The Atlantic Meridional Overturning Circulation has a major effect on the climate. Praetorius (2018)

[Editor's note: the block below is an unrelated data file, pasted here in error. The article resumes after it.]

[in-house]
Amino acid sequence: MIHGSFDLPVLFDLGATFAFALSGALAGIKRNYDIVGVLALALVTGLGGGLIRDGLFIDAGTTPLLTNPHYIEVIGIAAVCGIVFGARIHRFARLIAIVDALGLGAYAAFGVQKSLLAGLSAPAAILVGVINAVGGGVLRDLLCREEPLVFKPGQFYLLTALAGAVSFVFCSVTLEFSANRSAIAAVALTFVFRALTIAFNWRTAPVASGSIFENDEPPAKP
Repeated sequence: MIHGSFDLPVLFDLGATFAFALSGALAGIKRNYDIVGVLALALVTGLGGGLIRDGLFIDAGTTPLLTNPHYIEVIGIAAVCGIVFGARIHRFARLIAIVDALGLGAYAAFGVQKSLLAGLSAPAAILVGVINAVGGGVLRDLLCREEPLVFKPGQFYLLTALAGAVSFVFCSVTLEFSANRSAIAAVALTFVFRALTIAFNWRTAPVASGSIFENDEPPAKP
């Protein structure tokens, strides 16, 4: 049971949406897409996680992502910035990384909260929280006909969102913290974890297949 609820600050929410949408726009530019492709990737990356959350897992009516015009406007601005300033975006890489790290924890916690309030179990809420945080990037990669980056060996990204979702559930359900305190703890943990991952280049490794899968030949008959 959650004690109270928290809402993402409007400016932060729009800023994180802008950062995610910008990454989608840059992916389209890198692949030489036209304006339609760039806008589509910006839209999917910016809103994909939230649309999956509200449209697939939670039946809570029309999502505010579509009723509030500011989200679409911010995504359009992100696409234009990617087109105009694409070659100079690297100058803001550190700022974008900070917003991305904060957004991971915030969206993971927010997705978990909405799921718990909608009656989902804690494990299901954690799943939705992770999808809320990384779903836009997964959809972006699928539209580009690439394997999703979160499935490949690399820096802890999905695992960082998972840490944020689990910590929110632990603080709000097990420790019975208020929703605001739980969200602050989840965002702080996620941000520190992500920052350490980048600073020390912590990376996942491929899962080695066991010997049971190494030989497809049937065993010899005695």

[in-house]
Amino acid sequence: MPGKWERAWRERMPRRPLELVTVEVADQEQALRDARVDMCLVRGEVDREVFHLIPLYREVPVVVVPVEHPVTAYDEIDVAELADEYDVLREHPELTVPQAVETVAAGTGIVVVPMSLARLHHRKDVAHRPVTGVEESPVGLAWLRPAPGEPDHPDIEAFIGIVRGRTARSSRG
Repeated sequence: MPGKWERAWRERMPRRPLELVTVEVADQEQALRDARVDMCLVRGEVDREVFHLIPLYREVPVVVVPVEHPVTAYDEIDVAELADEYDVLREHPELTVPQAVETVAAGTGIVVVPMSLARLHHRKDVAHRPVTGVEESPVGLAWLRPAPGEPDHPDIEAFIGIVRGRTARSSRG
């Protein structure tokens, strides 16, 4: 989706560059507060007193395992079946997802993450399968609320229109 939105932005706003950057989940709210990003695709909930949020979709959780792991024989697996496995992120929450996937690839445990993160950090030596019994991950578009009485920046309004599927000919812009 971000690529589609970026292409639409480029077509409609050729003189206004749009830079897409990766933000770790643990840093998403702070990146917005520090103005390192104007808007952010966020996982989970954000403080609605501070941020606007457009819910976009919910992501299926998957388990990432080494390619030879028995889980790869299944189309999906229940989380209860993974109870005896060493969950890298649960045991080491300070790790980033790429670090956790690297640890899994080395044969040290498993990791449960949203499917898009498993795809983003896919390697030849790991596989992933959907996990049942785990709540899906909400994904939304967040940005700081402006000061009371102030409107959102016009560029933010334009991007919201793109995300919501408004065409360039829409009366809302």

Is it Time to Declare a Climate Emergency?<p>At what stage, and at what rise in global temperatures, will these tipping points be reached? No one is entirely sure. It may take centuries, millennia or it could be imminent.</p><p>But as COVID-19 taught us, we need to prepare for the expected. We were aware of the risk of a pandemic. We also knew that we were not sufficiently prepared. But we didn't act in a meaningful manner. Thankfully, we have been able to fast-track the production of vaccines to combat COVID-19. But there is no vaccine for climate change once we have passed these tipping points.</p><p><a href="https://www.weforum.org/reports/the-global-risks-report-2021" target="_blank">We need to act now on our climate</a>. Act like these tipping points are imminent. And stop thinking of climate change as a slow-moving, long-term threat that enables us to kick the problem down the road and let future generations deal with it. We must take immediate action to reduce global warming and fulfill our commitments to the <a href="https://www.ipcc.ch/sr15/" target="_blank" rel="noopener noreferrer">Paris Agreement</a>, and build resilience with these tipping points in mind.</p><p>We need to plan now to mitigate greenhouse gas emissions, but we also need to plan for the impacts, such as the ability to feed everyone on the planet, develop plans to manage flood risk, as well as manage the social and geopolitical impacts of human migrations that will be a consequence of fight or flight decisions.</p><p>Breaching these tipping points would be cataclysmic and potentially far more devastating than COVID-19. Some may not enjoy hearing these messages, or consider them to be in the realm of science fiction. But if it injects a sense of urgency to make us respond to climate change like we have done to the pandemic, then we must talk more about what has happened before and will happen again.</p><p>Otherwise we will continue playing Jenga with our planet. And ultimately, there will only be one loser – us.</p>